Is there a word in the English language that better holds the promise of joy than mash? Is there anything which better suggests ingredients marinating in a dish, creating by their integration with each other something fresh and savory – something to increase the vocabulary of the imagination? Consider, for example, the incomparable sour mash, from which good drinking proceeds. Or consider the mash note, which, if done subtly and with elegance, can be the precursor of a fine romance. Or the Monster Mash, or bangers and mash (surely the most suggestive food title ever), or MASH units. Is there a disagreeable connotation among them? Even the humble mashed potato, if integrated with sufficient butter and horseradish and dressed with an adequate coat of Cheddar, is a tasty side dish.
Thus the concept of a mash-up, promising the integration of theater with some of its sister arts (dance, music, graphics and the like) is full of excitement. Alas and goddam, the wish is not father to the act, at least in the version I saw on July 1. The artistic elements – some of them superb – are laid out before us, but if they enhance or support each other it is in a way too subtle for me to understand.
This is particularly true of the evening’s first project, Listening…, a collaboration among Kathleen Akerley, Jeremy Haik, and Vincent E. Thomas. It is the story of a man (Thomas) confronting for the first time questions of the self (who am I? where am I? why am I here?) And how does he resolve these questions? He dances – he dances damn well, with projections of himself (from a videocamera which Haik operates), also dancing, on the wall. This is fun to watch but does not help resolve the problems of the self, as far as I can see. Nor is the piece’s self-consciously ironic tone (Sigmund Freud, an Australian Aborigine, and a rooster come down to help answer the questions) particularly helpful. The Aborigine proposes that there is no difference between any of us. This does not answer the question, of course; it just changes the “I” to “we”.
The other two pieces add audience participation as one of their artistic elements. Of the two, I prefer Unscheduled Track Maintenance, a story which Dan VanHoozer and Psalmayne 24 conceived about an unanticipated Metro delay. Within a Twilight Zone-type framework (Joshua Drew does a passable Rod Serling), a hip-hop group (24, Jali-D and Waldo Robertson) spontaneously performs on a Metro car while it stops for unspecified reasons. (The audience participation portion includes donations for the group). During the middle of this performance, something unexpected happens, and afterward VanHoozer asks the audience questions, which we are allowed to answer simultaneously, to assure our privacy. The piece concluded with a brief speech against living in isolation. It is a little too earnest for my taste, and perhaps overstuffed with incident (it could lose the Twilight Zone material without disadvantage), but there are some provocative moments. The piece, by the way, makes no reference to the recent Metro catastrophe and I can’t imagine how the playwrights might possibly have worked it into this production.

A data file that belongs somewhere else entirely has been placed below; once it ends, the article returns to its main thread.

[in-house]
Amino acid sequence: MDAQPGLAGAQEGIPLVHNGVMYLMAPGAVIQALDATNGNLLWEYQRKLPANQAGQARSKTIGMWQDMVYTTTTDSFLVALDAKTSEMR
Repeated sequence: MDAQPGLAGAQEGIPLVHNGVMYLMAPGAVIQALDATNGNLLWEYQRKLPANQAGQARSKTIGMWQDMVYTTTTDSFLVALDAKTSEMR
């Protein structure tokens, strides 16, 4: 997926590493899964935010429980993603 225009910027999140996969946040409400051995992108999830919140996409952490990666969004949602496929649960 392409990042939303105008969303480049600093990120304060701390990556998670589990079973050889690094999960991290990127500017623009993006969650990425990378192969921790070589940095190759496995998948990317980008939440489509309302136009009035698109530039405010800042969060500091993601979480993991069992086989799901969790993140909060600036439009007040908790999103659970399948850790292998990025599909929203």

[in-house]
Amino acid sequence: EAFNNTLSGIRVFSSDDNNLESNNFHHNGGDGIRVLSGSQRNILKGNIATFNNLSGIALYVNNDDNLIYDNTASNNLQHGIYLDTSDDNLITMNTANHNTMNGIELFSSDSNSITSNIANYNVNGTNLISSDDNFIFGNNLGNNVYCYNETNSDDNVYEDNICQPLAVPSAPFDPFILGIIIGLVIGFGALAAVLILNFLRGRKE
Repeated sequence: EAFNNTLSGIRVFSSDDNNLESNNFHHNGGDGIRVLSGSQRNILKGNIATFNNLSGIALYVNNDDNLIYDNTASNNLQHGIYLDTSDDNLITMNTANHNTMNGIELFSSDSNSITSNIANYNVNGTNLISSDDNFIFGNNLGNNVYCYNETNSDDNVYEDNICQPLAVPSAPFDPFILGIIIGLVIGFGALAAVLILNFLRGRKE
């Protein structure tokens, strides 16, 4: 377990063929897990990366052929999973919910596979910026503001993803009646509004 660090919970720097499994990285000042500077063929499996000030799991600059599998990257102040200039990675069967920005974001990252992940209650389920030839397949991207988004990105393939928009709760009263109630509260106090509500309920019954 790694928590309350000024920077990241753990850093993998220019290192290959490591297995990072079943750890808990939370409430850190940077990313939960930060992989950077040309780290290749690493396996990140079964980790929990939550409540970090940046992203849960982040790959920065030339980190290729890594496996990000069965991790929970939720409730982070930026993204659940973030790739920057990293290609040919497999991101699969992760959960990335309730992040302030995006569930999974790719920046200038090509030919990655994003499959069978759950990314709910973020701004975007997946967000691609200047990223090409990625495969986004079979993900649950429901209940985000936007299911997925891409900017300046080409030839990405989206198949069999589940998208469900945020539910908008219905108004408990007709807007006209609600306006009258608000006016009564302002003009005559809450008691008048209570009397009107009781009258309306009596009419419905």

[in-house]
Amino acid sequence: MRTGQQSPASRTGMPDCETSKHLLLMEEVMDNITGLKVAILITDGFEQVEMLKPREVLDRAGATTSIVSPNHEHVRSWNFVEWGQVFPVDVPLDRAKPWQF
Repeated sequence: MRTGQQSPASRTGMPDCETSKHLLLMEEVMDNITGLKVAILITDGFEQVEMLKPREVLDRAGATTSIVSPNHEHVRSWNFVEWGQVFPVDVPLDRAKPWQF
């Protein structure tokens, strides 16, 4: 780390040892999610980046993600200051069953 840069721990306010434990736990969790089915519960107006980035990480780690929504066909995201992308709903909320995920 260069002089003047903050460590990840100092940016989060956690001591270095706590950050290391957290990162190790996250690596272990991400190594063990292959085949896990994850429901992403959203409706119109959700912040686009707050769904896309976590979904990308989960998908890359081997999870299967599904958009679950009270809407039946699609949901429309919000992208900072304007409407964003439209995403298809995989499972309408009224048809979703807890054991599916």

Our host for the evening, incidentally, is the agreeably amusing magician David London. He has a few swell magic tricks as part of his repertoire but he mostly discharges his responsibility as Master of Ceremonies in the stance of a patter comedian, specializing in achieving laughs through the concrete application of metaphor. Unfortunately, his routine seems completely disconnected from the three works on display, thus providing another example of a potential for mash that didn’t mesh.
This is true even of the last piece, Kelly Mayfield’s Hallmark Dreams, for which London provided the visual design. Mayfield’s inspired idea is to have offstage voices read the most maudlin of the post-modern greeting cards (you know the kind I mean: “I’m sorry our relationship got off track…”, “You deserve better than this…”, “I’m not much of a romantic guy…”) while her dancers, some of whom are wearing angel costumes, throw little balls of cotton beneath fluorescent lights. Funny! Very funny! But then we are done with the greeting cards, and we just have dancing. And more dancing. And more dancing after that. It’s good dancing, with cool music, but at this point I’m a little unclear on the objective.
Before the show, Mayfield distributes four envelopes throughout the venue at random, and once the show begins she instructs audience members who are sitting on, or next to, the envelopes to walk onto the stage and give them to her at critical moments when she freezes during a certain dance. This adds some suspense to the show (and would have added more had it come at a later moment). She begins the dance, and freezes; #1 hustles from the audience and hands her the envelope. She opens it, and stages an elaborate death. #2 is on it like brown on rice, and soon she is reading that envelope, and reviving herself. When #3 – who happens to be VanHoozer – hands her the envelope, she reads it, and then turns on VanHoozer with a look like the one a supermodel gives a Porterhouse five minutes after she announces her retirement. She pursues VanHoozer up to his seat, sits on (or in front of) his lap – and freezes. It is the cue for #4, but #4 never comes. “Sorry, number four,” she says, and walks off.
Well, maybe #4 didn’t want to climb all the way from his comfortable seat, walk across the stage, and clamber up to where Mayfield and VanHoozer were sitting. How do I know? Because, brothers and sisters, I was #4, and I still have my envelope, as proof. In the spirit of spontaneity which the piece encourages, I have not opened it until now. I stare at the its saffron coloration; the sketched butterfly and flowers, the encircled number – and now I open it.
Desire, it says.
It was probably just as well.
Reviewed by Tim Treanor